I regularly try and communicate my planned expenses to her, while allowing her to hold me accountable to staying on track. I also realized that regular conversations on these topics can lead to productive brainstorming, where she can help me see a problem from a viewpoint I may have missed. An example of this is a recent suggestion to try an online grocery shopping service - Picnic. While I prefer grocery shopping in a store, an online store allows us to select our groceries and plan varied meals together, all while ensuring that we remain within budget. Another benefit is that online stores are generally cheaper than their brick and mortar counterparts, since they don't have any rents to pay.

What do you think? I'd be more than happy to share my planned budgets every month.


Popular posts from this blog

Weapons for financial independence #1: Banking

The subject of banking is a complicated one -  it depends greatly on where you stay, and what options are available to you. My views on this topic are geared to the European (more specifically, the Dutch) economy.
I can understand that banking is not the first topic that comes to mind when thinking of Financial Independence. However, for me, banks are the cornerstone of my strategy towards becoming financially independent. If I am to trust an institution with my life’s earnings, I want to ensure it’s credibility.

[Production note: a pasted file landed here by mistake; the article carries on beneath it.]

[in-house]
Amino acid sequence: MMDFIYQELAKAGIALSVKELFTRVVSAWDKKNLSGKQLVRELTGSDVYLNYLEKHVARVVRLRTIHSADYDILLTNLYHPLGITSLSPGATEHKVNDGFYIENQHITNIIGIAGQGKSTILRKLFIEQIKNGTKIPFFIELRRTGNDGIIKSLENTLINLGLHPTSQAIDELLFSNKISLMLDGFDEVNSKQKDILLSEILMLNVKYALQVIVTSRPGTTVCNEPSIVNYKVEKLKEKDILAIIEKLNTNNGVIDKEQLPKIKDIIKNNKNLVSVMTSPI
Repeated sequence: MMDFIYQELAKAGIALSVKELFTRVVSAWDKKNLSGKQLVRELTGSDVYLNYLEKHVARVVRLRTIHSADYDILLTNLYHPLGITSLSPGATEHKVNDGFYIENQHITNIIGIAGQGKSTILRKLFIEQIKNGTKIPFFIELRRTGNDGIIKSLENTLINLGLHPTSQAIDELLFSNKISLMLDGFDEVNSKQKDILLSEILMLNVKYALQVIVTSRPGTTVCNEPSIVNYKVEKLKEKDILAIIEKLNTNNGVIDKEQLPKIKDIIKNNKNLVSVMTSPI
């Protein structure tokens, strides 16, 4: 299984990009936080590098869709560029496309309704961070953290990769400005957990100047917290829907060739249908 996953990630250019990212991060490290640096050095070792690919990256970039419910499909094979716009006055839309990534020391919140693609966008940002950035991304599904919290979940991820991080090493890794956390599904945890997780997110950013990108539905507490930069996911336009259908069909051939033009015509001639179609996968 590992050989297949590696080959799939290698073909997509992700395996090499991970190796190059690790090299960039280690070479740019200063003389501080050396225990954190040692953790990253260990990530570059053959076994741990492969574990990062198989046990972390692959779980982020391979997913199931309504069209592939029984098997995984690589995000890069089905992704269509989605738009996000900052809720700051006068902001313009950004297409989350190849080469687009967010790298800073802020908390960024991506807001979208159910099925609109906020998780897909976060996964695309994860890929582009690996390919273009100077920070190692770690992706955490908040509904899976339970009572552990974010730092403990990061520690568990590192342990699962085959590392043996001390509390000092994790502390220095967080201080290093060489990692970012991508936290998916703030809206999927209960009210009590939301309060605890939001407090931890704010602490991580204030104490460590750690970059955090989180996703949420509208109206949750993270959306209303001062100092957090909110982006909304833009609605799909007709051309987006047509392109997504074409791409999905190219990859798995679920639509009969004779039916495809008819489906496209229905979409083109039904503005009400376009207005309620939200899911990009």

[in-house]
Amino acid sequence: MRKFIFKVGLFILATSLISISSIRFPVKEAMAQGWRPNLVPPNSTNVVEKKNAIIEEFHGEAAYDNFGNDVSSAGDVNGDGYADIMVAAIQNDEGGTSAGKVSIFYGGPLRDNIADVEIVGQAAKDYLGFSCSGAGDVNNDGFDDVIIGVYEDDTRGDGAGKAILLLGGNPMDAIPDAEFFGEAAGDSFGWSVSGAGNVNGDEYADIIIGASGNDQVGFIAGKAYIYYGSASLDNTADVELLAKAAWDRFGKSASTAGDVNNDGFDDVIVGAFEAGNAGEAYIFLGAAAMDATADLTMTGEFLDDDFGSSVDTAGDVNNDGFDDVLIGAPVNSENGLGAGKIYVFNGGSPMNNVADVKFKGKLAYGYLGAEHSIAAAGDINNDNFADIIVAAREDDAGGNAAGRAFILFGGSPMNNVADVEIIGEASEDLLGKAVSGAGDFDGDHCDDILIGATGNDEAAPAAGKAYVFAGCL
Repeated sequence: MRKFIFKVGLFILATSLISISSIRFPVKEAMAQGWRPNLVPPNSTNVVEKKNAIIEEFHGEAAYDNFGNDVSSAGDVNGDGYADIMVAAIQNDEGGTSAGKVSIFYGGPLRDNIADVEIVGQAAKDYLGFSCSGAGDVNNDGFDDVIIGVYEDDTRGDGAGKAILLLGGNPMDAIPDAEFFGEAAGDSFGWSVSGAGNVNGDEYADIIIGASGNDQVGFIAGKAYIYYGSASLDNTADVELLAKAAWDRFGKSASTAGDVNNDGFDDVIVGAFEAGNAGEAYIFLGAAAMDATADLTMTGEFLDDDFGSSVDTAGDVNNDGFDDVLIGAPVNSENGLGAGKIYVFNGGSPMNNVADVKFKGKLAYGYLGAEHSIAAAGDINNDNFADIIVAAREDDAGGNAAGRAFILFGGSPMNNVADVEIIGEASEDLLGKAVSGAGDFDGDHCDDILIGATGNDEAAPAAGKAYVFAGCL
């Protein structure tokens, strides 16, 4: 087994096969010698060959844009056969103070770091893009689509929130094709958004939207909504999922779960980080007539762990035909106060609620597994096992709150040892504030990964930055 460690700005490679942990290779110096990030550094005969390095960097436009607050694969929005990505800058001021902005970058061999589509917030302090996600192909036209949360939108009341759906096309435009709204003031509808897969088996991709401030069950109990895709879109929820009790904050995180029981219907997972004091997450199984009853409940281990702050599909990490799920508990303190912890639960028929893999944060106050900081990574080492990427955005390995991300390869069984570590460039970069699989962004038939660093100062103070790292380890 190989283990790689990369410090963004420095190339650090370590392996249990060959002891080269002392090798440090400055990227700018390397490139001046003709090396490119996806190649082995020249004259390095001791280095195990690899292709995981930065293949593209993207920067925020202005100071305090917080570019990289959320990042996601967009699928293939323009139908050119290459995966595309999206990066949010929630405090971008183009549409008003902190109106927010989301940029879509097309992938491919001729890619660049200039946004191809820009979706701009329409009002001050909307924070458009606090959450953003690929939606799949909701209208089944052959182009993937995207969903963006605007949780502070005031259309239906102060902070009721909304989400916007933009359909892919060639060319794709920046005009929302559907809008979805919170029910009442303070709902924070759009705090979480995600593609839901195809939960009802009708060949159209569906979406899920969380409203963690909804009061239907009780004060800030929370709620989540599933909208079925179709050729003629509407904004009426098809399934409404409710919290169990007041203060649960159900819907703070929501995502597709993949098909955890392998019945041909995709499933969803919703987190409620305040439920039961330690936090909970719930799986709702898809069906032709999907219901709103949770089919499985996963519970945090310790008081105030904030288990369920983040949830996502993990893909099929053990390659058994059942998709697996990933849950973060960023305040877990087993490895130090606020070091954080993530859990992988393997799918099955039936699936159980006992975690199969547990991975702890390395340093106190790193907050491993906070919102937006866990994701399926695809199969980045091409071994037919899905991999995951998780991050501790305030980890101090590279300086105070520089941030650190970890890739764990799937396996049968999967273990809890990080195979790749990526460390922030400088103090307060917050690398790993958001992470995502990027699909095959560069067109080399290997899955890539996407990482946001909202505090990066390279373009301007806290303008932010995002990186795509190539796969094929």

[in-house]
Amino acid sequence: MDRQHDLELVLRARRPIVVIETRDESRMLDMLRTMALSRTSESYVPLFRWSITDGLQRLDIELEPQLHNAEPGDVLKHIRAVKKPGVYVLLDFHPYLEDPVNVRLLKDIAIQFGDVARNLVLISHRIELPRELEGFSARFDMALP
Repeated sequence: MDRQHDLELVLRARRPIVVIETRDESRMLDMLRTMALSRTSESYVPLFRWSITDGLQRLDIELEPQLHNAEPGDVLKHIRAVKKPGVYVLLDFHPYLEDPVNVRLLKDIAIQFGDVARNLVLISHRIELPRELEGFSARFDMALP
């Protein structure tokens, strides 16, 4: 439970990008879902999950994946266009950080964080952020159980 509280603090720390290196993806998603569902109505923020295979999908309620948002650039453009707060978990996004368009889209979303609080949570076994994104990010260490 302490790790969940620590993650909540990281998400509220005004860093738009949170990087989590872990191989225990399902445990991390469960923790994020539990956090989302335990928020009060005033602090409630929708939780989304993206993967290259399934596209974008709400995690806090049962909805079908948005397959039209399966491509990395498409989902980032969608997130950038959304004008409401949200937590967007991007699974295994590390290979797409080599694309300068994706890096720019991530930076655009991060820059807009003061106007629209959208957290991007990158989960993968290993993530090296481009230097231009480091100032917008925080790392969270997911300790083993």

Important factors affecting my choice SafetyThis may be a personal thought, but if I am trusting a bank with my money, it better be safer than Fort Knox. I am okay paying a higher monthly fee for this, if the bank guarantees safety for my money.A higher interest rate is not a deciding factor for me, since I like to control my investments myself, and would not use a bank to invest in the markets.Because of this, I’d ideally prefer an institution that practices full-reserve ba…

Weapons for financial independence #2: Credit Card

This is a continuation in the series of tools that I choose to help me get to financial independence (which for me, is a combination of primarily earning more, and spending within limits). The previous post analysed my choice of bank in the Netherlands, and can be found here.
As anyone in the Netherlands may know, Dutch banks have a habit of giving Maestro or V-Pay cards ("pinpassen") to their clients. I can understand the advantage they offer to merchants, since the merchant fee for these cards is much much lower than traditional MasterCards or Visa cards. So, Maestro and V-Pay offer a robust solution to bringing digital payments at lower costs to an economy.

Why do I need a credit card? This is a good question, since Maestro and V-Pay are accepted in many countries world wide. They work perfectly well for usual Point-of-sale payments, or for ATM withdrawals and many of these cards also support contactless payments. One can argue that their universal acceptance makes them …